From Agatha Christie to Clue, everybody loves a good "whodunit" mystery with a surprise ending. But sometimes, truth is even stranger than fiction. Many of these true crime stories seemed like open-and-shut cases. Too often, though, the public can jump to conclusions, ignoring all other possibilities. When investigators do the same, they set themselves up for major plot twists and sometimes even wrongful convictions.
True crime junkies may have heard of some of these mind-boggling mysteries in the many rabbit holes of the internet, but others have flown completely under the radar. From the disturbing cases, to the ones with happy endings, to the multiple cases involving bubble gum, all of these unbelievable true crime plot twists will leave your head spinning.
Police Said 10-Day-Old Delimar Vera Perished In A House Fire, But Her Mother Was Convinced She'd Been Abducted
Just before Christmas in 1997, a fire started in the Philadelphia home of Luz Cuevas. Fighting through the smoke and flames, she ran into the room where her 10-day-old daughter, Delimar, was sleeping in her crib, but saw no sign of her. Suffering burns to her face and at risk of passing out from smoke inhalation, she got out of the house with her two other children.
Firefighters quickly put the blaze out, which was primarily contained to the baby's room. After an initial search for the newborn, authorities determined she had perished in the fire, which they said was caused by an overheated extension cord on a space heater. Human remains were never found in the debris, but investigators concluded any remains had been incinerated in the flames. Cuevas, however, insisted that her child had been kidnapped. But, because there was no evidence of a kidnapping aside from her desperate pleas, it was considered a closed case.
For six years, Cuevas mourned the loss of her child and wondered what had truly become of her. In 2003, at a birthday party for an acquaintance, Cuevas saw a little girl who looked strikingly like her other children and was the exact same age as her lost Delimar. She was able to obtain some of the girl's hair that day under the ruse of getting bubblegum out of her hair. With assistance from a state legislator, she had police open an investigation and test the hair for DNA. The test proved that 6-year-old "Aaliyah Hernandez" was actually her daughter, Delimar Vera.
The woman who kidnapped Delimar was Carolyn Correa, a cousin of the child's father, Pedro Vera. Cuevas and Correa had only met the day before the fire, when Correa came by the house. The following day, Correa returned, claiming she had left her purse upstairs. The blaze started as Correa left the house.
Delimar, still going by Aaliyah, was reunited with her parents the next year, who were both given custody. Her abductor was convicted of kidnapping, arson, and other crimes.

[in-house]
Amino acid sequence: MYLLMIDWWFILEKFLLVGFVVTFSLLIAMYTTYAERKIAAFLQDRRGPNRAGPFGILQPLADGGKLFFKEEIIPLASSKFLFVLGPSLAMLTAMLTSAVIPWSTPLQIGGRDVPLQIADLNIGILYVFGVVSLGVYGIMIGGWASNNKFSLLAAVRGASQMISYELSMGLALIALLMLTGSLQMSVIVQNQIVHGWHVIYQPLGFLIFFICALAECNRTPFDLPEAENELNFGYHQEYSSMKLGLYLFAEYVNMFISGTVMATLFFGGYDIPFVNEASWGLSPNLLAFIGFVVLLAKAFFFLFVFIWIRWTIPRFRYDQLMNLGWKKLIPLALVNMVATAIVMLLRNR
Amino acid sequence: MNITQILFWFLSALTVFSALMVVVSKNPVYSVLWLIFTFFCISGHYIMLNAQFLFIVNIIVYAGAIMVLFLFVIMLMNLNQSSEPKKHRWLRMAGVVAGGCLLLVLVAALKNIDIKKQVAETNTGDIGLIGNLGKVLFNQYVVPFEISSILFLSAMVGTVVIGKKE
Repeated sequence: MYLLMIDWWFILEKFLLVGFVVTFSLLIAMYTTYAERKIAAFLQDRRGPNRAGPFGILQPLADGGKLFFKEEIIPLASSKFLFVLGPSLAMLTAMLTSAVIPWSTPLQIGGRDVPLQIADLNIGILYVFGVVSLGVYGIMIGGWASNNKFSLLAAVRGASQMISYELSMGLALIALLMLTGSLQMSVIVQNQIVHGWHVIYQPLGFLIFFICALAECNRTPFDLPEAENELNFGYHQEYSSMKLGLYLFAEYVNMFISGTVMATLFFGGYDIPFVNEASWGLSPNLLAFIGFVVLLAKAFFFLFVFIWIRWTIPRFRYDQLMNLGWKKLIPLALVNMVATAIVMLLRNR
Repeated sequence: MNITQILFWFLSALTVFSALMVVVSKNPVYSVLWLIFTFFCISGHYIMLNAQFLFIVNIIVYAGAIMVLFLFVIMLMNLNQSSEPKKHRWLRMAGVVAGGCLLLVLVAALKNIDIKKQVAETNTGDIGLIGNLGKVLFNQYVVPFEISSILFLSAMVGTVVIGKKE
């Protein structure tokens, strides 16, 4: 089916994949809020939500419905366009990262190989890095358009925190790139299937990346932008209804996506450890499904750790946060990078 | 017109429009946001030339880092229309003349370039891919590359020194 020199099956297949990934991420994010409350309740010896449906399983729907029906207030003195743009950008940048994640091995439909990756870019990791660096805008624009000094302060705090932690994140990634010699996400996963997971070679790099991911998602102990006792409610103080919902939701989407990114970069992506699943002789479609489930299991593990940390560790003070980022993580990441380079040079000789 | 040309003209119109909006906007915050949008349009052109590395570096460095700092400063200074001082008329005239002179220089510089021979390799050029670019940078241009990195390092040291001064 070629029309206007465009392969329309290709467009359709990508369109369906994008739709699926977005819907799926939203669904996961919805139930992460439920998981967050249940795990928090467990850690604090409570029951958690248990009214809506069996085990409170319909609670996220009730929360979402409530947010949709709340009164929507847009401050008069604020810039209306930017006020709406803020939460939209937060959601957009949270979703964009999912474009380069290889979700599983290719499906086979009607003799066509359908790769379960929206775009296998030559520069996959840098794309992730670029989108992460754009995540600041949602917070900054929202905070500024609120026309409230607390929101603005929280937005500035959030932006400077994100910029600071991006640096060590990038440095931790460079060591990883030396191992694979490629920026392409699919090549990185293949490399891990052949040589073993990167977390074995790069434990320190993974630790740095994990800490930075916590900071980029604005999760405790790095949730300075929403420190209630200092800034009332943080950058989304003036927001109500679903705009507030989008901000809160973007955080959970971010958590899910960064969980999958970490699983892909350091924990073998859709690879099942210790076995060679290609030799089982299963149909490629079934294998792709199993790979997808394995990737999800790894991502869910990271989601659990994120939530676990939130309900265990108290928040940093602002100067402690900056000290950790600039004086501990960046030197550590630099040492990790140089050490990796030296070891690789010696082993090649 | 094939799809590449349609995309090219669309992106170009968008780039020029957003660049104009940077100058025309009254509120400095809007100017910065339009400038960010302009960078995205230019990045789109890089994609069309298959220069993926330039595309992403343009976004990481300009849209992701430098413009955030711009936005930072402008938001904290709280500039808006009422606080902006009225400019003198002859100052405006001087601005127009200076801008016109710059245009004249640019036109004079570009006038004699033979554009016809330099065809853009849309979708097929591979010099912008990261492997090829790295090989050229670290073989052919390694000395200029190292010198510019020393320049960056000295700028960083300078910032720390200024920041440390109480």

Dolly Oesterreich Claimed Her Husband Was Killed By A Burglar, But It Was Actually Her Lover, Whom She Kept Locked Up In The Attic
A petrified wife locked in the closet. Her husband, shot dead, lying on the bedroom floor. That was the scene police officers discovered after responding to reports of shots fired in a Southern California home in 1922. It looked like a robbery gone wrong, and that was the wife's story. But the tale of Dolly Oesterreich was far more complex.
Walburga "Dolly" Oesterreich and Fred William Oesterreich had been married for about 25 years at the time of the shooting. Fred worked long hours and often preferred laying his hands on a bottle of whiskey over his wife. So one day, when Fred sent Otto Sanhuber, a 17-year-old working at his factory, over to the house to repair Dolly's sewing machine, Otto and Dolly began having an affair. But with nosy neighbors and the inconvenience of hotel rooms, the two were perplexed as to how they could see each other often without getting caught. Then, Dolly had the idea to hide Otto in her attic.
During the day, Otto and Dolly would cavort around the house, make bathtub gin, and spend as much time together as they liked. At night, Otto would retreat to his tiny lair to write pulp fiction novels and hide until the following day. When the Oesterreichs moved from Milwaukee to Los Angeles, Dolly's secret attic lover moved with them.
One night, Otto heard Dolly and Fred arguing loudly. He came to his lover's defense with a pistol. A struggle over the guns ensued, and Fred was shot and killed. Otto set the scene by locking Dolly in the closet and hiding himself away in the attic, along with the guns. For years, police believed Dolly's story of a robbery gone wrong, as there was simply no evidence to the contrary.
That is, until nearly a decade after the murder, when a subsequent boyfriend of Dolly's admitted to police that she'd asked him to ditch a gun in the nearby tar pits, and a neighbor came forward saying she had similarly asked him to bury a gun for her. Though Dolly had both another boyfriend and another husband, Otto had continued to live in the attic for much of the decade. But by the time authorities had enough evidence to arrest Otto, the statute of limitations on manslaughter charges had run out, and a hung jury failed to find Dolly guilty of conspiracy. Both walked free, although they seemingly went their separate ways at last.
Sandra Boss Didn't Discover Her Husband's True Identity For 11 Years
In the mid '90s, Stanford graduate Sandra Boss was getting her MBA at Harvard when her sister introduced her to a man named Clark Rockefeller, descendant of the famous business family. He wore custom-made designer clothing, collected expensive art, and had an upscale New York apartment. Boss was charmed, and the two married shortly thereafter.